MrAcheson
October 21, 2003, 01:16 PM
Some may-issue states are practically no issue like Caulifornia :D and Maryland. Or worse elite-issue for only the landed gentry and members of the ruling party... :banghead:

Delaware is may-issue but shall-issue in practice. We are also have a law forcing reciprocity with any state who recognizes our permits.

moa
October 21, 2003, 01:35 PM
Has not the count of "shall issue" States gone up since the 2003 map was created? I thought it was 35 or 36 States at the present.

jrhead75
October 21, 2003, 01:50 PM
The map only goes back to '86, and shows Washington as one of the few shall issue states then...but it wasn't back in the 70s, it was discretionary. So we've made some progress up here in the top left corner too. Now for Class III...

TonyB
October 21, 2003, 03:09 PM
In NY it depends on what county you're in......forget NYC.....but here in upstate,I and alot of my friends have a permit w/ no restrictions.....

jdege
October 21, 2003, 03:18 PM
Washington state became shall-issue, as I understand it, in 1961.

As for the map, I've had some quibbles about the status of some states before they adopted shall-issue. Was Pennsylvania, Tennessee, Kentucky, etc., may-issue or no-issue in 1986?

If anyone has better info, let me know.

As for the latest changes, New Mexico, Colorado, Minnesota, and Missouri (pending their lawsuit) have become shall-issue so far this year, and Alaska has adopted Vermont-carry.

All of these changes are reflected in the map.

voilsb
October 21, 2003, 03:47 PM
So, on the topic, when did the first laws *restricting* concealed carry get enacted? 1934? 1963? 1968?

Anyone know a good place to look for that sort of thing? I know that once upon a time, there were no laws about concealed carry, so all states were implicitly like Vermont. Then they started saying it's illegal. Then they started saying it's legal again, but with xyz restrictions. Any idea how that timeline looks?

tiberius
October 21, 2003, 03:54 PM
In NY it depends on what county you're in......forget NYC.....but here in upstate,I and alot of my friends have a permit w/ no restrictions.....

No restrictions? So is your permit good in NYC or can municipal governments overide the state issued license?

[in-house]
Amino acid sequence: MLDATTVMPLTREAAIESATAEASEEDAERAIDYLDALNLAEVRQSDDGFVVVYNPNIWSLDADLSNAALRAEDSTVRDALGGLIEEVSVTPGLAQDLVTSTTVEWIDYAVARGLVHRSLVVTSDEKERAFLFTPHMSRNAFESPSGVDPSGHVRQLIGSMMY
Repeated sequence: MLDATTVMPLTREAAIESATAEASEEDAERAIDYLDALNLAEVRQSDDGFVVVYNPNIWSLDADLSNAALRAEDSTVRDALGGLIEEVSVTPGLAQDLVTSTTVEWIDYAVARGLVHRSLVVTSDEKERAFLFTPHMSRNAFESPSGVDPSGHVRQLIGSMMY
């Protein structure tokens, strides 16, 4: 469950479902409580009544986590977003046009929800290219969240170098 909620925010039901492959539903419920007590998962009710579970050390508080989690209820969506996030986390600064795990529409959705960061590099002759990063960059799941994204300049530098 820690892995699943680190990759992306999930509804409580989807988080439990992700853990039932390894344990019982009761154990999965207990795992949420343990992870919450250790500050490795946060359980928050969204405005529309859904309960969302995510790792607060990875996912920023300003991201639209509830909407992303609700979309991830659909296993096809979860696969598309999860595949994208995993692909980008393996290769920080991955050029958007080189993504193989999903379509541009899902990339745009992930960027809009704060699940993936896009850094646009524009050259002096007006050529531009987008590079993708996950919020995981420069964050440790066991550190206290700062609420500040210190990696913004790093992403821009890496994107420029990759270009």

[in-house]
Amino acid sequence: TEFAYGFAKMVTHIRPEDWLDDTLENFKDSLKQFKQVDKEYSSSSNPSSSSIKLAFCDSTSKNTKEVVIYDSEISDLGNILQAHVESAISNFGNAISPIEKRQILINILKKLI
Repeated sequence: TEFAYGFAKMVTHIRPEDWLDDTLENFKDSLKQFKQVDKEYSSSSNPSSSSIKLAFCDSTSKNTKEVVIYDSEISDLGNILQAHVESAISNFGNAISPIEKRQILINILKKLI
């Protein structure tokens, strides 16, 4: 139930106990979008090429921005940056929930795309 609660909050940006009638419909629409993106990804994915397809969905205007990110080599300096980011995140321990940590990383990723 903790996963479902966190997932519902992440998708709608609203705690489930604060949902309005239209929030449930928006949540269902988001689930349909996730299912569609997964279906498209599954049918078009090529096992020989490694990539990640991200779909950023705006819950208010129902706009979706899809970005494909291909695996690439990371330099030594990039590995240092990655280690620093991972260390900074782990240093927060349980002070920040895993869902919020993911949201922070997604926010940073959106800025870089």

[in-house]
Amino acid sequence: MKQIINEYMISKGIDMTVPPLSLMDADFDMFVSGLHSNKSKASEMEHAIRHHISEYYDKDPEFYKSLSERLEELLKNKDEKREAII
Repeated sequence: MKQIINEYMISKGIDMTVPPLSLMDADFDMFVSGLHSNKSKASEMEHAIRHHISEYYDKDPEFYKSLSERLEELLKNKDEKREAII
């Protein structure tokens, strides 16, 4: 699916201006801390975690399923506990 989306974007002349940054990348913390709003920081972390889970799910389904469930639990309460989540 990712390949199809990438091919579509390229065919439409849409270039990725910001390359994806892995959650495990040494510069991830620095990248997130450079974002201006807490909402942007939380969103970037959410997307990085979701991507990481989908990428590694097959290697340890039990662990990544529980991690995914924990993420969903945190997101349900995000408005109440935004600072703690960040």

jdege
October 21, 2003, 04:07 PM
The first gun control laws in the US were passed, AUI, back in the decades before the Civil War, aimed at free blacks.

The second set were passed in the reconstruction era, and were race-neutral in language, but not in enforcement.

The third set came in the 1930s. The "Uniform Firearms Act" was state-level legislation intended to accompany the National Firearms act of 1934, and it was this that established the discretionary permitting system. (New York's Sullivan law was the early model for these.)

J Miller
October 21, 2003, 04:10 PM
jdege,

Very interesting map. Wife and I were trying to study the progression of things and couldn't get our eyes focused fast enough.
Is there a way to stop this map from updating so we can study it?

Mike Irwin
October 21, 2003, 04:19 PM
Pennsylvania was definitely may issue in 1986.

My parents both got their permits to carry in, I believe, 1985. I got mine in 1987.

Wedge
October 21, 2003, 04:43 PM
No NY state permits are good in NYC.

You don't have to be rich or connected to get a carry permit in New York state. You just have to be determined and willing to go through all the red tape associated with it. The procedure to get a permit in NY is not that much more of a PITA than it is in a lot of states. Individual counties can regulate things to a degree and rumors abound as to what the rules are.

I wish we were shall issue in NY but until then, I am happy that I at least took the time and effort to get my current permit.